We conducted a second environmental scan to analyze entry-to-employment requirements for both regulated and non-regulated occupations in Canada. We were surprised to find out how many times meeting the entry-to-employment requirements overrode the importance of having an exact degree with a major or minor to access specific occupations. We were also surprised by the differences between provinces. It also enabled us to record the specific occupations that are regulated and map what actions a student would have to take to access the occupation upon graduate.

Stage Five: Consultation with multiple stakeholders

Having a long history of developing provincial and national education and career-related resources, as well as conducting several major research projects, we were fortunate to have access to both students and post-secondary stakeholders. Consultation with stakeholders helped determine the types of information that would be needed to demystify the gaps between labour market information, education planning, and career planning. It is this information that informed the development of our mapping process, terms, and nomenclature to display the career maps.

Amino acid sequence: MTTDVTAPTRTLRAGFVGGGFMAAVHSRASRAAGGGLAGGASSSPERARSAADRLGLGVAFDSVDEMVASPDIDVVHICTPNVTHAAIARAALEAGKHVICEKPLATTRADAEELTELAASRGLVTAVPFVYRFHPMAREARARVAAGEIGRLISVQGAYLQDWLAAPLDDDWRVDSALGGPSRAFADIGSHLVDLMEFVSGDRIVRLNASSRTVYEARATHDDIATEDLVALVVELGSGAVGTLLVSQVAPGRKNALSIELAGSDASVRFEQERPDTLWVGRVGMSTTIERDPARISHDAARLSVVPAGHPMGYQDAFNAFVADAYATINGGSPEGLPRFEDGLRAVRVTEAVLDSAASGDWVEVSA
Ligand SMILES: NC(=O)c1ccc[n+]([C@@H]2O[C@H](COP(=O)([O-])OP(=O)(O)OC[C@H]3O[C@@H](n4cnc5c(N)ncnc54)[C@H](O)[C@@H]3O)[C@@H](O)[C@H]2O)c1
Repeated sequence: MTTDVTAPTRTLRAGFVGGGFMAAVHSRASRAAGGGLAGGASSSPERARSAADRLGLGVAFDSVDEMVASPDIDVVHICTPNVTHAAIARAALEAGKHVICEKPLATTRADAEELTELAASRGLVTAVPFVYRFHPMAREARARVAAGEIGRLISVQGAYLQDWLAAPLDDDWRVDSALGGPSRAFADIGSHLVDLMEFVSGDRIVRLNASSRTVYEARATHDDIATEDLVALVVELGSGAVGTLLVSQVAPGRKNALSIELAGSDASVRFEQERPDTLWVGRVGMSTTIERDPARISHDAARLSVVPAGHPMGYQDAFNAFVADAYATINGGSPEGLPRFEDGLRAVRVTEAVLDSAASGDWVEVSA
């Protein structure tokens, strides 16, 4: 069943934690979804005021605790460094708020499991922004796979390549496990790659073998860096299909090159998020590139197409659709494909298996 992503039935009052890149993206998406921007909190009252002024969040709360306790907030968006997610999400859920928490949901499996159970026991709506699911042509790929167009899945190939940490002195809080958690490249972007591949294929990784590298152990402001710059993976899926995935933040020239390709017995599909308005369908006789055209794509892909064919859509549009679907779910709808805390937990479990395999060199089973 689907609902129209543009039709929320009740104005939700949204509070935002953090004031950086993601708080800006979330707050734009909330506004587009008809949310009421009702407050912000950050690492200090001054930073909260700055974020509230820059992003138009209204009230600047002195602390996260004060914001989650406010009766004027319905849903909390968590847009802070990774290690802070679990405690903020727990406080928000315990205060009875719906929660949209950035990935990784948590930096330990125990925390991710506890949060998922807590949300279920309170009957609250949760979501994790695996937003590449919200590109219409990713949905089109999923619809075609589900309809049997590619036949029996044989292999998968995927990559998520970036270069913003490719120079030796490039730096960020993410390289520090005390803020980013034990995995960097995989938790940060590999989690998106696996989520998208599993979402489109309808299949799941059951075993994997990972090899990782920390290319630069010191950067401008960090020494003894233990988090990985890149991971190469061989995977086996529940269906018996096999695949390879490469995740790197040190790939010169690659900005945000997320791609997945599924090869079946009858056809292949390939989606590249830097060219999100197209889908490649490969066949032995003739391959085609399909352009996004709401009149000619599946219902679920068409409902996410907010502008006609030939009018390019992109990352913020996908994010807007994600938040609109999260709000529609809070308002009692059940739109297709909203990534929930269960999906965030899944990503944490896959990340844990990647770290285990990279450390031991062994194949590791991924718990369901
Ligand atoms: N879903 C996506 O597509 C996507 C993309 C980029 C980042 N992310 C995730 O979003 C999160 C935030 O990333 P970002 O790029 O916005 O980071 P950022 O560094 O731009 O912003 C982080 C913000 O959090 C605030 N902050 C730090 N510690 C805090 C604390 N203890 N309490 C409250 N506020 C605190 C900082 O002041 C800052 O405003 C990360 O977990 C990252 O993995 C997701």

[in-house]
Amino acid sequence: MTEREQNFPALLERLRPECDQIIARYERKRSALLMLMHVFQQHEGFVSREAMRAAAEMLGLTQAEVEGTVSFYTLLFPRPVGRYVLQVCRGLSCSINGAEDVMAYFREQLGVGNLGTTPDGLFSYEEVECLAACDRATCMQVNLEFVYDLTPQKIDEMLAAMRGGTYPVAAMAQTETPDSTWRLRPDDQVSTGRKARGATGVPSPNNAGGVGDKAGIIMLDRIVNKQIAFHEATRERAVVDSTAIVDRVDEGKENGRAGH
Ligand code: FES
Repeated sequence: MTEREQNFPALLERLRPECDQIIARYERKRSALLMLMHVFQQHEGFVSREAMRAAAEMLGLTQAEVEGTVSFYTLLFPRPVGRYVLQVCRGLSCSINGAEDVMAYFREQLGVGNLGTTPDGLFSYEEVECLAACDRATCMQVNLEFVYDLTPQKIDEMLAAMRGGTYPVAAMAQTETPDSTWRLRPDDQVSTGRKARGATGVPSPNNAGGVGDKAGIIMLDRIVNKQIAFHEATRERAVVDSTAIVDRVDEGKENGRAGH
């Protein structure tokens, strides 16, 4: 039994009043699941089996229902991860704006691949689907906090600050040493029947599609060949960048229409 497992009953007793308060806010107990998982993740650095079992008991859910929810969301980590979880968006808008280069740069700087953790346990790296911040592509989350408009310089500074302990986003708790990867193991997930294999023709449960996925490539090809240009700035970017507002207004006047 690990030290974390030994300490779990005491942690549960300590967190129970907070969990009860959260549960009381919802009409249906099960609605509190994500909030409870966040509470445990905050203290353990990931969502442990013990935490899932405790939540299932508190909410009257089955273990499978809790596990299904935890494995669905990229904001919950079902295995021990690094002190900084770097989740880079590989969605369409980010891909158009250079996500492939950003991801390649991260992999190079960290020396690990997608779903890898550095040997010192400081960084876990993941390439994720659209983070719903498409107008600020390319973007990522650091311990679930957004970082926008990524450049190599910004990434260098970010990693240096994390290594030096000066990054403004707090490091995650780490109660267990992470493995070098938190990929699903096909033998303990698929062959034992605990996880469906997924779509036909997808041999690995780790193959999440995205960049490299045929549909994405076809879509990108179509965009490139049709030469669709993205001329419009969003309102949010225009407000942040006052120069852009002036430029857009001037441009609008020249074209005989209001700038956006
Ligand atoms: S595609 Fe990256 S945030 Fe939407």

Today the data in Career Mapping demonstrates how students can get from their degree to their first job and then how they can expand their options through added experiences or further education, or how they can take their first degree and pivot to different occupations if need be.

Career Mapping is the only tool that maps the story behind the labour market information. And we joke that like most artificial intelligence projects today –there are humans behind the technology and we are just that Career Mapping’s “artificial” artificial intelligence team.

And This is the Project We Are Bringing to UFV.